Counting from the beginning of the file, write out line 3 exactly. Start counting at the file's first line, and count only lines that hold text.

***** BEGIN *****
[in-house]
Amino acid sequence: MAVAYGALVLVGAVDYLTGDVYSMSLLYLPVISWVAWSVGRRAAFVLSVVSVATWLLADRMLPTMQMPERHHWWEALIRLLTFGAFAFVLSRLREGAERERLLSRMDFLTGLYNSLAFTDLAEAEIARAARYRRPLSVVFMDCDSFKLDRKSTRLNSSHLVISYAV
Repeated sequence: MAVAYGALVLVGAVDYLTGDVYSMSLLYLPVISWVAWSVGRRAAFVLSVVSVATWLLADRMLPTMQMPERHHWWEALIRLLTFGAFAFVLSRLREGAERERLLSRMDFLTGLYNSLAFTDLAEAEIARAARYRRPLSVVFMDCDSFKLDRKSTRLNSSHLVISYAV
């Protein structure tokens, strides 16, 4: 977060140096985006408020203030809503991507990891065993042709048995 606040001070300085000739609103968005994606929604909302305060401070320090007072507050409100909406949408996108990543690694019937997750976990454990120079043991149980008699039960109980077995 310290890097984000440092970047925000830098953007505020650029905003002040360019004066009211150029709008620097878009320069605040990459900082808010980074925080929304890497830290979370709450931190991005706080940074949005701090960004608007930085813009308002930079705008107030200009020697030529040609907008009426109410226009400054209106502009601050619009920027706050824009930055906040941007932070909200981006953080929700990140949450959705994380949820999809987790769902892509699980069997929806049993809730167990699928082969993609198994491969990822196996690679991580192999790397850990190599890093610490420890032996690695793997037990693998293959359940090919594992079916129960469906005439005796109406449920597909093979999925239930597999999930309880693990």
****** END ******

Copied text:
Repeated sequence: MAVAYGALVLVGAVDYLTGDVYSMSLLYLPVISWVAWSVGRRAAFVLSVVSVATWLLADRMLPTMQMPERHHWWEALIRLLTFGAFAFVLSRLREGAERERLLSRMDFLTGLYNSLAFTDLAEAEIARAARYRRPLSVVFMDCDSFKLDRKSTRLNSSHLVISYAV